If you’ve separated from a partner you’ve previously had a joint mortgage with then you might be looking to remortgage on your own. The biggest issue with switching from a joint mortgage after separation is affordability as your previous mortgage will have been based on two salaries rather than one.
On the flip side, perhaps you’re in a new relationship and want to remortgage as a joint mortgage – in either case, you’ll need to get expert advice to make sure you make the switch properly.
Should you stick with the same lender or switch?
This decision very much comes down to your personal circumstances and the products on offer at the time. Technically, switching with the same lender isn’t actually a remortgage, it’s a product transfer, but it does sometimes make things simpler and quicker and cut out the need for legal support.
On the other hand, most lenders will offer free conveyancing or cash back as an incentive to switch, so that’s often not a barrier to remortgaging with a different lender at all. The key thing is making sure you’ve got the very best interest rates you can, and normally this is very hard to know for sure without the help of a mortgage broker. There are often deals available away from the high street that only your broker would be aware of.
Not having ‘proof’ of my new salary was a massive roadblock and one I did not expect.
But thankfully, I discovered Online Mortgage Advisor! I filled in their form and desperately hoped they could match me to a broker that was able to help me. It felt like my last chance.
Refinancing a property you own outright
If you own your home outright with no mortgage – sometimes called an unencumbered property – remortgaging can be even simpler as there is a very low risk to lenders and you should be able to secure a very competitive rate.
In effect, you have 100% equity in your property and so should have access to a large number of interest rate offers. It’s important though to calculate exactly how much you need to borrow as the best offers are linked to lower LTVs (typically 50% or below). Click on the link in the paragraph above to find out all you need to know about unencumbered mortgages and how to get one.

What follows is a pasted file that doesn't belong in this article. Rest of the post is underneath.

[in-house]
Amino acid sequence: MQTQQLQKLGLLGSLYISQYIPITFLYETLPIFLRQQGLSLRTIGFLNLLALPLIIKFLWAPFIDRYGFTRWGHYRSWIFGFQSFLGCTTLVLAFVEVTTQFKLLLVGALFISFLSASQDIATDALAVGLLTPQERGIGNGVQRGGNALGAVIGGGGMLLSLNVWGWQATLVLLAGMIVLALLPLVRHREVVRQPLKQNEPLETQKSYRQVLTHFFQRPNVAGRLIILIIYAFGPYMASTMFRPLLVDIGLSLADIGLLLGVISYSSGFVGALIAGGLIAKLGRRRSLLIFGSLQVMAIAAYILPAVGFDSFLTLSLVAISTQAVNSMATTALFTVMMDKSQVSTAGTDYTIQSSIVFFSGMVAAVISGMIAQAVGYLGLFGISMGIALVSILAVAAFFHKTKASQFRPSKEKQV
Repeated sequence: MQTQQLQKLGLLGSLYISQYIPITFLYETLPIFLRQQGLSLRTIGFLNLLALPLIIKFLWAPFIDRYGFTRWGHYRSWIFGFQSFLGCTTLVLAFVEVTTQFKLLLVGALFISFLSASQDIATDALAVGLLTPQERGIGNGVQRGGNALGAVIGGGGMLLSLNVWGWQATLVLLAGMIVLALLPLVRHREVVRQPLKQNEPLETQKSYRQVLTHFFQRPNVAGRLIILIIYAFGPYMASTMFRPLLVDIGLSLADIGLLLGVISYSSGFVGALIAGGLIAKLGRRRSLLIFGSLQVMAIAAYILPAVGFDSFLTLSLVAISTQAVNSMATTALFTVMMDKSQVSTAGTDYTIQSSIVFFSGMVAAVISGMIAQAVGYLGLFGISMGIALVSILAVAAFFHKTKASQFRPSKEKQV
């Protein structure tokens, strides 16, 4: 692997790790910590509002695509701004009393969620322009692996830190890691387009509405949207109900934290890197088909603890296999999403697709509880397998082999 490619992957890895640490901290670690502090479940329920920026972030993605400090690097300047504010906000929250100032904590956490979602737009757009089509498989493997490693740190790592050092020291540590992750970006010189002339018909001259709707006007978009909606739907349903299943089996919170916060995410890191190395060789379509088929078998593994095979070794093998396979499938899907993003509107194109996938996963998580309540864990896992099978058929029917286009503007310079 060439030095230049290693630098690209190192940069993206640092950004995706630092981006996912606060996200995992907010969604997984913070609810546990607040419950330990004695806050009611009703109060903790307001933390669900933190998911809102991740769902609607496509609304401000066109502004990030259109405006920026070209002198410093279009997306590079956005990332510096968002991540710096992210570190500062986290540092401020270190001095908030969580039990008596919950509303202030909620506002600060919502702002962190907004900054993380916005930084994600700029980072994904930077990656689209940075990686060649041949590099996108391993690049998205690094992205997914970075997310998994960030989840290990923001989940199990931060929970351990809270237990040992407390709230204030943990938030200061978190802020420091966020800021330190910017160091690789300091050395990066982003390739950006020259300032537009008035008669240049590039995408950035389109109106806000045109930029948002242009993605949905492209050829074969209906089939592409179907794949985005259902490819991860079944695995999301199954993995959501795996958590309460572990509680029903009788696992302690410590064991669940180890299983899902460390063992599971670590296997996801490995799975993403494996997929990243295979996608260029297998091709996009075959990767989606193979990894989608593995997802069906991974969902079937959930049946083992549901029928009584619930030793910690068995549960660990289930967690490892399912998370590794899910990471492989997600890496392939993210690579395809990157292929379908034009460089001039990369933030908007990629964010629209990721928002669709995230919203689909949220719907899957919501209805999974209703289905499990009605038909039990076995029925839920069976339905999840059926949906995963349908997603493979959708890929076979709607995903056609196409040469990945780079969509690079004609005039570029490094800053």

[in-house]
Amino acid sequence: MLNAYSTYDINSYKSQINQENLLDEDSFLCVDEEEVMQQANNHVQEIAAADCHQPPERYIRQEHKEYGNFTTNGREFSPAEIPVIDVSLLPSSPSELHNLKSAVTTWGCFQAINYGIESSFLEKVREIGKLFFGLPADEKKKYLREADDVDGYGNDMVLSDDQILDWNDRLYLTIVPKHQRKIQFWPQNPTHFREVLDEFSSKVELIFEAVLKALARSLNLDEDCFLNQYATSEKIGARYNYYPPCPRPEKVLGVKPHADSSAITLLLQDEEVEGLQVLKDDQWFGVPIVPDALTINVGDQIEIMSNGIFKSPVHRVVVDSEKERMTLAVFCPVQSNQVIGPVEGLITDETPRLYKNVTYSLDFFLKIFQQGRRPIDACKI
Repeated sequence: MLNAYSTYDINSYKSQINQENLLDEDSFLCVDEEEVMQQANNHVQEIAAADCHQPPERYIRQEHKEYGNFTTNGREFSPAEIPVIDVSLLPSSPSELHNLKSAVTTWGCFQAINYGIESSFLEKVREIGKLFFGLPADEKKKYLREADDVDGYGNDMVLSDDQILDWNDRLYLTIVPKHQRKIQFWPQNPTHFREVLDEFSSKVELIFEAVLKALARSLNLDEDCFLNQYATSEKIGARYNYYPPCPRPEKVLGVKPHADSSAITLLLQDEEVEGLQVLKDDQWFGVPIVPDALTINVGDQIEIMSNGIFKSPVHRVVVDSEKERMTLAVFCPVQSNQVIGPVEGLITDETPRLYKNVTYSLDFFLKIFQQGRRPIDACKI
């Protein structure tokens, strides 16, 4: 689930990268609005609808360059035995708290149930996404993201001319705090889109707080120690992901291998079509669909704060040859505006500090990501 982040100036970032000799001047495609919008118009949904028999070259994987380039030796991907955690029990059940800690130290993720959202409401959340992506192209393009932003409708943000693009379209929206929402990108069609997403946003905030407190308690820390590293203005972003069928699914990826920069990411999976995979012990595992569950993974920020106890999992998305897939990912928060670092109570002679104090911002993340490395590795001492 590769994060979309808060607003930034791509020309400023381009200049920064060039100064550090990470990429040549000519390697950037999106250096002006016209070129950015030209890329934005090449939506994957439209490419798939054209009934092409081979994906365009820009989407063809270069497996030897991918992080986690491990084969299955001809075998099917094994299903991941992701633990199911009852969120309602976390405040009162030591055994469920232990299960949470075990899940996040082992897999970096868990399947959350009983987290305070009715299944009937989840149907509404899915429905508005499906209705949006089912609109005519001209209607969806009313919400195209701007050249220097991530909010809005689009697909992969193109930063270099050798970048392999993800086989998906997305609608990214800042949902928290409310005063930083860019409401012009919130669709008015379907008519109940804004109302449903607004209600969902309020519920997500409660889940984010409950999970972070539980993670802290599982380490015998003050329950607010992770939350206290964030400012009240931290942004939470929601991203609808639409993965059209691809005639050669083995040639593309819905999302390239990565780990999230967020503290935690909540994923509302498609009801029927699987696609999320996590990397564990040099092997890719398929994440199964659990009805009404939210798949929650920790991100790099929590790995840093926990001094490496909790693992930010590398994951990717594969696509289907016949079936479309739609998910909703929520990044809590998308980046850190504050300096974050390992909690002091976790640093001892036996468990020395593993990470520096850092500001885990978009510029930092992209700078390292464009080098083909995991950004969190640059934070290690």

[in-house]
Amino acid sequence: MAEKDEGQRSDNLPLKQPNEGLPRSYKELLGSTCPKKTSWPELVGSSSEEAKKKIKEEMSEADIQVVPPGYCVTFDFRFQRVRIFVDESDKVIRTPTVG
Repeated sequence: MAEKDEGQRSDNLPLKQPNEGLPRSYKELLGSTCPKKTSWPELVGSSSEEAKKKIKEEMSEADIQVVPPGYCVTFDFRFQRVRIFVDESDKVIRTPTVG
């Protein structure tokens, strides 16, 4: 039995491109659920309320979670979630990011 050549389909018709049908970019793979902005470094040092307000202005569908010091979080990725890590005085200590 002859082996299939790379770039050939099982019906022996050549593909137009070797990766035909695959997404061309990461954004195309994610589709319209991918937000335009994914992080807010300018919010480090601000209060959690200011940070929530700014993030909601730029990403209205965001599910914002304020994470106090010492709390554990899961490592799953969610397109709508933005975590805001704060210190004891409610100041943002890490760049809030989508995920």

Buy-to-let and commercial remortgages
Remortgaging is very common with buy-to-let and commercial mortgages as it’s a great way to raise additional finance for a business or to fund the purchase of another buy-to-let property. You’ll need a broker who specialises in more commercial and buy-to-let remortgaging but they’ll be able to talk you through exactly what you’ll need in place to secure your loan.
Alternatives to consider
If your considering a remortgage to release equity then it’s worth exploring other options depending on how much money you need and how quickly.
A secured loan or second charge mortgage might be a good option if you’re tied into a fixed rate term and remortgaging would be very costly. For smaller amounts under £25,000, for home improvements for example, an unsecured personal loan might even be an option.
If you’re over 55 then you could look at a specific equity release mortgage as an alternative to remortgaging. These products can often be expensive but they could make more sense depending on your situation. A broker can advise whether or not they might be a good fit for you.
Bridging finance is expensive, but is much quicker to arrange than a remortgage and offers more flexibility, so it might be right for you if you need cash flow quickly and for a short period e.g. to fund a house purchase or renovation while you’re waiting for another property to sell.